Eight days ago, the last pilot either died or went back to stasis. I'm not sure which, just that I'm ahead of schedule. Just that the computer won't tell me how long it's been, or why I can't recognize these stars. My assignment still stands, though: one and a half more weeks and back in the fridge I go. You should see the way they keep us in here, like bullets in a six-shooter. Grandpa had one in his study, remember that? I caught him playing Russian roulette that one time, after we moved out to Schenecdaty. Nearly shot his hand clean off. I screamed, like an asshole, but you didn't.

That's a little morbid, isn't it? Maybe this isn't as helpful as I thought it would be. The computer's got this library of videos, though, apparently: therapeutic kittens, the wind through wheat in the summer. Maybe that'll help, and once I thaw out some more, I can send out the transponder and start doing the calculations. And if I do them right, maybe you'll hear the little radio ping out here in the dark: here I am, here I am. Maybe you'll even see me. Here I am, here I am, a mote of sunlight taking years to reflect back to you, by which time I'll have crawled back into the barrel. But I'm here now, and I miss you, and maybe you'll see a little metal glint just past Jupiter when you turn your telescope up to the cosmos and I'll still be sleeping in the gun. Here I am. Lucky bullet number nine.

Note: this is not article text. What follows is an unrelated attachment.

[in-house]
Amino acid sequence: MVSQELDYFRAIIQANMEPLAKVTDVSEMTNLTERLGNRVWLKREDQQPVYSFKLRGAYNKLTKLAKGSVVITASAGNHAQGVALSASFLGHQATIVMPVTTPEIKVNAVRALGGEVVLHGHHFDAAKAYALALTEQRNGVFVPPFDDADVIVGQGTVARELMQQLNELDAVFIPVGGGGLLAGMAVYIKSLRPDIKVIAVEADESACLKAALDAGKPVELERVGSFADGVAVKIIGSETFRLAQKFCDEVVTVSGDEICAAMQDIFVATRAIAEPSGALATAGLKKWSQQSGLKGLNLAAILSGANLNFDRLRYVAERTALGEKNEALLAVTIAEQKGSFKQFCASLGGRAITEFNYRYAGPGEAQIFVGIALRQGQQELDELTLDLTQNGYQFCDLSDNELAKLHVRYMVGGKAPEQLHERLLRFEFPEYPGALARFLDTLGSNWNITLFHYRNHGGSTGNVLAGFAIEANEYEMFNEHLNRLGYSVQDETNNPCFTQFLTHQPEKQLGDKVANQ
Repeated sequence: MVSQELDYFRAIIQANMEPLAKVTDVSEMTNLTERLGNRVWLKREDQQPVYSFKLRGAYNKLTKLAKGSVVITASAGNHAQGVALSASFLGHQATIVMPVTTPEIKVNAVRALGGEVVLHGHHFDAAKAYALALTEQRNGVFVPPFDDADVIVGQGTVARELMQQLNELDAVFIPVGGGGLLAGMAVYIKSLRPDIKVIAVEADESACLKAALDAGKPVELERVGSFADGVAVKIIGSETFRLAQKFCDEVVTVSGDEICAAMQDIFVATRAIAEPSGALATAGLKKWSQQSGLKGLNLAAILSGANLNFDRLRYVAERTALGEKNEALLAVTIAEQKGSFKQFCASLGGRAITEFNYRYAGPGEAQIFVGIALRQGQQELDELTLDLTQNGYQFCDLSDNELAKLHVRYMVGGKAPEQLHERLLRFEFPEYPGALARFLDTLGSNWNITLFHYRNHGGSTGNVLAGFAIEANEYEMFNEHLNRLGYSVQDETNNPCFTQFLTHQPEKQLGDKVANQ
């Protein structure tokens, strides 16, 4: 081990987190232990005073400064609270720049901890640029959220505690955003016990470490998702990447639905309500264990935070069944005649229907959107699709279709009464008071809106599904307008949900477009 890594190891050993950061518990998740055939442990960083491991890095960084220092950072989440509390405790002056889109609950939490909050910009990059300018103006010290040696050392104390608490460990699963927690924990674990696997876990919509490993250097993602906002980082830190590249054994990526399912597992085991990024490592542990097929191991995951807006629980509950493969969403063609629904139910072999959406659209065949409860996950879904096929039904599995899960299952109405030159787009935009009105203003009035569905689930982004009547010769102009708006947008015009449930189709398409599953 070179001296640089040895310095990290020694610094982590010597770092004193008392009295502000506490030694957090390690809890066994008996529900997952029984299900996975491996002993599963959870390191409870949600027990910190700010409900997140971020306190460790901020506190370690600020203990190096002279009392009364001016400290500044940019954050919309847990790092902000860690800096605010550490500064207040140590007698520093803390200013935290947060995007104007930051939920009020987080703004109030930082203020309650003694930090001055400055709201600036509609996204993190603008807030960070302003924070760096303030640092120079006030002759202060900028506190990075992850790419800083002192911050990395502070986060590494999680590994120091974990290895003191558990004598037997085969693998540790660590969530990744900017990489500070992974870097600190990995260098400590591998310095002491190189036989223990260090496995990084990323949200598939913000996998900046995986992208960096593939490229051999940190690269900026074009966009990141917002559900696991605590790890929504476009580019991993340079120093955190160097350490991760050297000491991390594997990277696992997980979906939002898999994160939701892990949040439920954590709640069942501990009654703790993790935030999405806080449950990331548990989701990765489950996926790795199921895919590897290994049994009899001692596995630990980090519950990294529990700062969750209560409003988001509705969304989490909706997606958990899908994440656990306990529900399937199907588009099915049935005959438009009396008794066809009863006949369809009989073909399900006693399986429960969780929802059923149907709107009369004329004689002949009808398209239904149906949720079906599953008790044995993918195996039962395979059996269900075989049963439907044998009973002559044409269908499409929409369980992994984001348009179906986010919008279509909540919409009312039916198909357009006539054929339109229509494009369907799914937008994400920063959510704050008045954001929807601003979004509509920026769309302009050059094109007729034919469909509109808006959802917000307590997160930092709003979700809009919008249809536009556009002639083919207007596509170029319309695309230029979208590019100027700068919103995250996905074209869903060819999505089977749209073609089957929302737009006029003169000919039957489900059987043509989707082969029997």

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abbey
 Posted: Aug 4 2015, 07:37 PM
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bird
 Posted: Aug 4 2015, 08:02 PM
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The problem with dating a herpetologist is that she likes keeping them around.

At first it was kind of endearing. Wow, you really love your work!, you say, and you mean it because it's not like you mind lizards or anything. She shows you a little chameleon that changes like a jewel in your hand, and she kisses you when you laugh with wonder. "Thanks for being so cool about it," she says.